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In brief

On 2 June 2022, ASIC published the updated ePayments Code (Code) which it states will strengthen and clarify a number of existing protections for consumers relating to various forms of electronic payments. 

The Code has generally been the benchmark for consumer protections for payments and transactions that were triggered within the world of online and mobile banking. It has been an added level of regulation for its subscribers which include most banks, credit unions and building societies in Australia. 


  1. Background
  2. Key takeaways


The Code provided a step-by-step guide to retrieving ‘mistaken payments’ and for identifying the liable party for ‘unauthorised transactions’ within certain parameters. These sections in the Code have now been updated, with some of the more substantive amendments in the form of clarifying ‘notes’ added after particular requirements. While not all payment providers are subject to regulation under the Code, it is often referenced as an objective test of ‘reasonableness’ in the context of determining liability between consumers and the provider or between providers. Subscribers may also contractually ensure that their counterparties are compliant with and/or are governed in accordance with the Code. We summarise below what we anticipate to represent the substantive changes to the Code effective from 1 July 2022.

Key takeaways

Mistaken internet payments

  • Scams not covered as mistaken payments: The Code now expressly clarifies that the ‘mistaken internet payment’ definition expressly excludes mistaken payment resulting from a scam and was intended to relate only to typographical type errors. 
  • On-screen warning: Where BSB and account details are used for transfers (i.e. not involving a payID) the on-screen warning is more comprehensive and is required to clarify that the names and identifies will not be matched, verified or checked.
  • Investigation timeline: There is now a new requirement to send a request to the ADI where mistaken funds were sent ‘as soon as reasonably possible’. The Code effectively notes that this means within 2 days unless subject to the particular circumstances.
  • Record keeping: Both the sending and receiving ADIs must keep sufficient records to demonstrate their compliance with these requirements.
  • Insufficient funds: Previously, where funds which were mistakenly received by an ADI weren’t readily available to the receiving ADI for recovery, it was required to use reasonable endeavours to retrieve the mistakenly received funds. Under the amended Code, the receiving ADI has the discretion to either pursue the total or partial return of the funds, taking into account the interests of both parties and a series of prescribed factors (including impact, history and certainty of recovery). ASIC notes that the overarching factor should be that the unintended recipient should not consider themselves entitled to funds that are not theirs.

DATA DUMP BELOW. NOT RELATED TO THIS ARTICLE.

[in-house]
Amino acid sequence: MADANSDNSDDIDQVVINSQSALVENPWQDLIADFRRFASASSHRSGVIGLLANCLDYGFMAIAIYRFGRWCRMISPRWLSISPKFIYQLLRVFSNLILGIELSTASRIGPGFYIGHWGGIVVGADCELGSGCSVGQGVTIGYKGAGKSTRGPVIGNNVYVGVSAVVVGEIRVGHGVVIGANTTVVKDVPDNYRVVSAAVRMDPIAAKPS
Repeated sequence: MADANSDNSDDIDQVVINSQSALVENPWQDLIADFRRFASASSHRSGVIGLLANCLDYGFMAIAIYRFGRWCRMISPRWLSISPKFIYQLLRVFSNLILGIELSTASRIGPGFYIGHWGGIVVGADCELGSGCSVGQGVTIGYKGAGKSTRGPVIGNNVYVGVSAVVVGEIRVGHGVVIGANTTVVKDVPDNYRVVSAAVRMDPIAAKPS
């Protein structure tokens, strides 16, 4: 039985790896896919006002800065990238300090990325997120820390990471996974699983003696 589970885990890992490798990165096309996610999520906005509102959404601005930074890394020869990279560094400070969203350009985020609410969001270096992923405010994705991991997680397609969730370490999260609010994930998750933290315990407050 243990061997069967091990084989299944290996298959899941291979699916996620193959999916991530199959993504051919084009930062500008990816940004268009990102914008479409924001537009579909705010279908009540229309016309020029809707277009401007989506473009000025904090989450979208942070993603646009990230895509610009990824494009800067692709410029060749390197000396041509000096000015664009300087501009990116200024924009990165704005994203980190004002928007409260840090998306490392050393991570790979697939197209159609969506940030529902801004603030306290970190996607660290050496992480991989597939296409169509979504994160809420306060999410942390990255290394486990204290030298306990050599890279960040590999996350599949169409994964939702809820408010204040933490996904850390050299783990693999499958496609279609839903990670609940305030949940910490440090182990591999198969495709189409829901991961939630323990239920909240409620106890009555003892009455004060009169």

Unauthorised transactions

  • Transactions not authorised by a user: ‘Unauthorised transaction’ was previously defined broadly as a transaction not authorised by a user. This definition has been clarified to only include transactions not performed by the person themselves or without their knowledge and consent.
  • Time limit for unauthorised transactions: The Code introduces a limitation period of 6 years within which a report of an unauthorised transaction must be accepted. This limit does not apply to disputed transactions under chargeback rules.
  • New process for investigating: The Code introduces a new process for investigating unauthorised transactions, including a requirement to obtain prescribed information (to the extent relevant and available), with non-cooperation by a user a potential consideration in the decision making process.
  • Timeline introduced: Similar to the timeframe for mistaken payments, there is only 15 days in which to respond to requests from other payment institutions (i.e. Code subscribers). The investigation itself must be completed within 21 days and the user advised of the outcome in writing. Reasons must also be provided.

Compliance monitoring and data collection

  • Targeted monitoring to replace reporting: ASIC has increased its targeted monitoring and surveillance capabilities of its subscribers’ compliance with the Code. Subscribers are no longer required to report information about unauthorised transactions on a yearly basis. Instead, reporting is only required when ordered by ASIC in the course of its targeted compliance monitoring activities.

Consistency with updates

  • External dispute resolution scheme: References now specify AFCA.
  • Compliance with ASIC Regulatory Guide for disputes: References to 165 have been updated to RG 271. 
  • Australian customer satisfaction standards: AS ISO 100002-2006 has been updated to AS/NZS 10002:2014, ‘or its successor’.

Feel free to reach out to any of the lawyers named in this alert or your usual contacts at Baker McKenzie with any queries you have more generally about the application of the Code or similar frameworks to your business, or how you may be impacted by some of the change described.


Bill Fuggle is a partner in the Sydney office of Baker McKenzie where he is a leading adviser in innovative listed investment products, fintech and neobanks, financial services regulatory advice, fund formation and capital markets.


Yechiel is a Special Counsel in the Melbourne office. His primary focus is in the regulation of financial services and consumer credit. He has more than 12 years' experience in advising a broad range of clients, ranging from established financial institutions to fintechs, both local and offshore.


Alan is a special counsel in Baker McKenzie's Financial Services & Funds team in Sydney.

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